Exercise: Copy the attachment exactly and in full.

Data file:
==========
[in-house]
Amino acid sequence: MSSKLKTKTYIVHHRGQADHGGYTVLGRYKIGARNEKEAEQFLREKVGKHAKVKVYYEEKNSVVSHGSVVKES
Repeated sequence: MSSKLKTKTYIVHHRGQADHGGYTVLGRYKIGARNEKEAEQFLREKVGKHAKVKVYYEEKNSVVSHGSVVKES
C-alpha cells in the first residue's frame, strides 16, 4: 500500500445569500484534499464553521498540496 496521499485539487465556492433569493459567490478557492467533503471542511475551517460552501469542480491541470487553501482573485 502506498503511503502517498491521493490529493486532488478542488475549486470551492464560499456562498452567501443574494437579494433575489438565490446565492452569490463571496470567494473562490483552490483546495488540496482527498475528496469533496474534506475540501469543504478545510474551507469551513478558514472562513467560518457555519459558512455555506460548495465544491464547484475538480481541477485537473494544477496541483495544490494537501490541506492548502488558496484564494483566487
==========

[in-house]
Amino acid sequence: MSSKLKTKTYIVHHRGQADHGGYTVLGRYKIGARNEKEAEQFLREKVGKHAKVKVYYEEKNSVVSHGSVVKES
Repeated sequence: MSSKLKTKTYIVHHRGQADHGGYTVLGRYKIGARNEKEAEQFLREKVGKHAKVKVYYEEKNSVVSHGSVVKES
C-alpha cells in the first residue's frame, strides 16, 4: 500500500445569500484534499464553521498540496 496521499485539487465556492433569493459567490478557492467533503471542511475551517460552501469542480491541470487553501482573485 502506498503511503502517498491521493490529493486532488478542488475549486470551492464560499456562498452567501443574494437579494433575489438565490446565492452569490463571496470567494473562490483552490483546495488540496482527498475528496469533496474534506475540501469543504478545510474551507469551513478558514472562513467560518457555519459558512455555506460548495465544491464547484475538480481541477485537473494544477496541483495544490494537501490541506492548502488558496484564494483566487